University of Arizona and Phoenix city officials are pressing state lawmakers and Gov. Jan Brewer to provide the money they say is critical to the future health of the downtown medical school. They worry that prospective medical school students may search elsewhere if the Phoenix school cannot grow and offer the types of services that students expect. “They are bright people (students), they are going to look around,” said Stuart Flynn, dean of the UA College of Medicine-Phoenix in partnership with Arizona State University. “Once students begin figuring this out, that is when we will not be able to get the highest-caliber students.” [Note: To read the full article, click here.]
A weekly video webcast about Phoenix living. For more information, visit their website.
[Source: Jim Walsh, Arizona Republic] — Mesa Mayor Scott Smith doesn’t want East Valley residents to get stuck paying for the closing of Maricopa County Superior Court’s criminal divisions through extra travel costs and inconvenience. Smith plans to fight against plans to move the criminal divisions to Phoenix by the end of this year by meeting with Presiding Judge Barbara Rodriguez Mundell and the East Valley’s two representatives on the Board of Supervisors. “I think it would be a huge disservice to the East Valley for these courts to move,” Smith said. “It’s shifting the costs and burden to individual citizens.”
He said the size of Maricopa County alone justifies a full-service courthouse, including criminal courts. “We’re a huge county. The citizens are not served when the services are so far away,” Smith said.
But Mundell’s not budging, saying the move is necessary to improve efficiency and save money on transporting defendants from Phoenix jails to the Mesa courthouse for hearings on felony cases. “I would love to have criminal in all of our facilities,” in Mesa, northeast Phoenix, and Surprise, she said, but county can’t afford it.
The county also is building a controversial $343 million criminal tower in downtown Phoenix that is scheduled to open in 2012. [Note: To read the full article, click here.]
[Source: Jahna Berry, Arizona Republic] — A consortium of Latino arts groups has taken several early steps to bring a small Latino cultural center to downtown Phoenix. That includes a kickoff fundraiser tonight that will help the group raise money for that center and lay the groundwork for a $10 million Phoenix facility they want to build years down the road. But Advocates for Latin@ Arts & Culture Consortium, Inc. may have to postpone its plans to open that temporary center in the fall.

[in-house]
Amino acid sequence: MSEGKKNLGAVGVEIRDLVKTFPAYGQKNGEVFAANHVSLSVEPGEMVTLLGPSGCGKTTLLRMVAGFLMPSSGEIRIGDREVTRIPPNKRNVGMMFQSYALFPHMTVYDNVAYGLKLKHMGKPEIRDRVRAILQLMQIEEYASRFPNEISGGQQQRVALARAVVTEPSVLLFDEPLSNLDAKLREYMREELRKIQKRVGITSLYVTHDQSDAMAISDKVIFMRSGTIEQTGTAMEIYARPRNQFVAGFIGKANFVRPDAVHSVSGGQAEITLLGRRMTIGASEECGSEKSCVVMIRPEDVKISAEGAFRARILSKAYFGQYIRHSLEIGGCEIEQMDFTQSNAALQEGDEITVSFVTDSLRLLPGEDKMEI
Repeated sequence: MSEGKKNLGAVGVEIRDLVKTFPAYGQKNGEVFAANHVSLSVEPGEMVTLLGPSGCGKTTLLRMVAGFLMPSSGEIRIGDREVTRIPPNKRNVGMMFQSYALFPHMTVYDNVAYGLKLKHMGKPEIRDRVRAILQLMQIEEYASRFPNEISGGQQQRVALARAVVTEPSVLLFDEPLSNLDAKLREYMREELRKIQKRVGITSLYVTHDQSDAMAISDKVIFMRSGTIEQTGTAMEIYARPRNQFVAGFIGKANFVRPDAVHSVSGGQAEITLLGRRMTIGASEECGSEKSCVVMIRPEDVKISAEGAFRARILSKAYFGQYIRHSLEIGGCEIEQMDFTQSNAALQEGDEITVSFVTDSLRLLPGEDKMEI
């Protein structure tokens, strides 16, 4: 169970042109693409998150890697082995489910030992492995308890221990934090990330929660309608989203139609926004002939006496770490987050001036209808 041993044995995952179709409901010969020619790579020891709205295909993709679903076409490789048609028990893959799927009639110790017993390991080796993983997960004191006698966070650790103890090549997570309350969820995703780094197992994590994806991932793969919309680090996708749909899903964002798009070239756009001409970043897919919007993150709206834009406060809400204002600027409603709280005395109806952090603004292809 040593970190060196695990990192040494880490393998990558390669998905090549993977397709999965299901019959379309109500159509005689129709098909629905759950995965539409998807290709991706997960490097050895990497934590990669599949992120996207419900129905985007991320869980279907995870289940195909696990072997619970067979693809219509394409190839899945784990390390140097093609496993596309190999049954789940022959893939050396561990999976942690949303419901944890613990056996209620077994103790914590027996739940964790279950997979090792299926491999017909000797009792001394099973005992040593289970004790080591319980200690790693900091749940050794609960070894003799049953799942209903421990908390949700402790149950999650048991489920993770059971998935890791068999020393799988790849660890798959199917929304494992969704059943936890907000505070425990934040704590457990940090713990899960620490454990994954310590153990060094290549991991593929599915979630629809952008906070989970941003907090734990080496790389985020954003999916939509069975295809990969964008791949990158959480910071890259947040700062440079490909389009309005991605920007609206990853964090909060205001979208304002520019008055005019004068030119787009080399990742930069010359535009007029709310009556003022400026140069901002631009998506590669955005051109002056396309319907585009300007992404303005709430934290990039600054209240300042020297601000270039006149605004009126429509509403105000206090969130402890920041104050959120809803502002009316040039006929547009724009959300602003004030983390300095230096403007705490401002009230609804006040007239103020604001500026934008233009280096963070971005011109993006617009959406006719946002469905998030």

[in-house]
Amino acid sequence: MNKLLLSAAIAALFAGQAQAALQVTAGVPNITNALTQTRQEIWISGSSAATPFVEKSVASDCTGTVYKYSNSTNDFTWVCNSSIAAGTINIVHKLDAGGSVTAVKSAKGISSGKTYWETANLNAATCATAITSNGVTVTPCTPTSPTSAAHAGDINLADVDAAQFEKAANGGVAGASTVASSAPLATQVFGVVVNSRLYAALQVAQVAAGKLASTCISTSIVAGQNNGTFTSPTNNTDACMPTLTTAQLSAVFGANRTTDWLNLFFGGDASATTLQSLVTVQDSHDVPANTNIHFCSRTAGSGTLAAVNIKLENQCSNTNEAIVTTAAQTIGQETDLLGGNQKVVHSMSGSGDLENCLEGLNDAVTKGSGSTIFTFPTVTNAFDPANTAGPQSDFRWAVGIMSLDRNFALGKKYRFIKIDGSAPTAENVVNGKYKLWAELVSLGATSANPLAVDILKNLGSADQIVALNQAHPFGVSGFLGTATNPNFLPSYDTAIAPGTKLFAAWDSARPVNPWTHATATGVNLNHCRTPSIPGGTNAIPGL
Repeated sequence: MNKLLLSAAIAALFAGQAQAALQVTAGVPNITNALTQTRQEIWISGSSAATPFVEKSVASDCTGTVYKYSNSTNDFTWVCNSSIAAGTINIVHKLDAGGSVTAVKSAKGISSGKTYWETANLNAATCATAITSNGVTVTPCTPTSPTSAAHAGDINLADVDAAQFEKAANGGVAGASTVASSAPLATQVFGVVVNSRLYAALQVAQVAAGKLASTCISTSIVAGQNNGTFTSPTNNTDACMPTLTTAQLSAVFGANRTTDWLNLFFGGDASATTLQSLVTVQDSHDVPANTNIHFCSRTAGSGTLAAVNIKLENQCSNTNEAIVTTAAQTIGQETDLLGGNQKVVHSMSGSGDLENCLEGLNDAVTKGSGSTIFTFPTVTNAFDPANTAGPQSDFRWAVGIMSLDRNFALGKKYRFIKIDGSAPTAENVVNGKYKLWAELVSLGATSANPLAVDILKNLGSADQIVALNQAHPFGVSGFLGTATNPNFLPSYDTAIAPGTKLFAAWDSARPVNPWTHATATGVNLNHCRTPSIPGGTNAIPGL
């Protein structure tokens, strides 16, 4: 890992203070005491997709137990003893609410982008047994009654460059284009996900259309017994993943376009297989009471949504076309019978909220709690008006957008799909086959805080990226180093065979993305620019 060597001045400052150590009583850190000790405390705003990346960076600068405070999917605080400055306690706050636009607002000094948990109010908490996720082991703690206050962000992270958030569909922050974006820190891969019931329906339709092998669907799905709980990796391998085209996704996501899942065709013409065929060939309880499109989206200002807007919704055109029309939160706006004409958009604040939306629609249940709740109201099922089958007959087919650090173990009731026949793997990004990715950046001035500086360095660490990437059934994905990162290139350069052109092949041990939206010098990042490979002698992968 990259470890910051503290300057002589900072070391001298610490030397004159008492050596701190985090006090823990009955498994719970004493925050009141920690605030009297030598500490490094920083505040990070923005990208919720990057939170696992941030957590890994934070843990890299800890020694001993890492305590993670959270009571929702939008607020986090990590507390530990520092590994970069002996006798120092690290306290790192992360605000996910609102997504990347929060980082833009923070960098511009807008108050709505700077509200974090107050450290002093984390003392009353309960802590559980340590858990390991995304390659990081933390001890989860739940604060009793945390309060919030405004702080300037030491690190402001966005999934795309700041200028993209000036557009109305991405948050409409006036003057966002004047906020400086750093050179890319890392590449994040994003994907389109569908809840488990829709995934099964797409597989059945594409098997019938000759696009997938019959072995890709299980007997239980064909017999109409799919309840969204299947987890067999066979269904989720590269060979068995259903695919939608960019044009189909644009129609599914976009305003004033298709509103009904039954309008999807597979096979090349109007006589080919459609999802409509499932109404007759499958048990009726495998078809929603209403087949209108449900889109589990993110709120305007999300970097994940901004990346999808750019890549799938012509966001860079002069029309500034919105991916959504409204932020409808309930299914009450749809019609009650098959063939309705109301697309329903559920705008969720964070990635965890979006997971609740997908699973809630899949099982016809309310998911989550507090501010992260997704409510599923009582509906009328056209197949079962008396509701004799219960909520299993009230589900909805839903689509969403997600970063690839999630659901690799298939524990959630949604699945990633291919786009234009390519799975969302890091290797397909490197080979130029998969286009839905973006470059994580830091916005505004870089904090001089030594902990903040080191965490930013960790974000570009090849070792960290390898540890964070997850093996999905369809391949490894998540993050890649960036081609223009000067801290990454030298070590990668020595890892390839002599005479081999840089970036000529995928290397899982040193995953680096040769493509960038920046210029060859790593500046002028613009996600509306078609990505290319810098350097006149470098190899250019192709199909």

The group has key fund-raising and bureaucratic hurdles to clear before that space could open its doors:
- The group has yet to secure a $25,000 loan that would provide the initial money for the temporary cultural center.
- The consortium has had early discussions with Phoenix officials about leasing the city-owned space that used to house the Museo Chicano, a small museum that closed in January. But the group needs to submit a detailed proposal and a business plan, said Kathy Wenger, a deputy director at the Phoenix Convention Center, which manages the lease for that storefront.
- Any lease would need to be approved by a City Council subcommittee and the full council.
[Note: To read the full article, click here.]
[Source: Kevin Tripp and Bob McClay, KTAR Radio] — Studies indicate growth and development across the country are moving away from the suburbs toward center cities and close-in suburbs. In Phoenix, downtown is changing, but it’s still a work in progress, said Mayor Phil Gordon. There’s a traditional definition: “roughly Seventh Avenue to Seventh Street, Jackson Street to Roosevelt,” the mayor said. But, with light rail, what’s thought of as “downtown” is expanding northward and the growing popularity of urban areas helps. “The term downtown really has become a marketing label now that people want to be downtown,” said Gordon.
“What’s unique about Phoenix is it’s becoming a linear downtown, connected by light rail and connected by a core — primarily old historic buildings scattered among a lot of new buildings in different shapes. Ours is a linear core now that goes all the way to Camelback.”
Downtown is still without some basics, but that should change as an A.J.’s grocery store and a CVS pharmacy open by early 2011, the mayor said, adding that the area is coming together piece by piece. “There’s all these new little cafes and little bars that have gone into old buildings with its own ambiance.”
As for the trend of people moving to the center city, Arizona State University Real Estate Professor Jay Butler said home values show central Phoenix is desirable. “There’s some evidence that home values are more stable in the older areas and that would tend to show that people are looking at, or maintaining, the old traditional areas,” Butler said. He said people want to be close to everything that’s important to them “close to work, close to friends, family, churches.” [Note: To read the full article, click here.]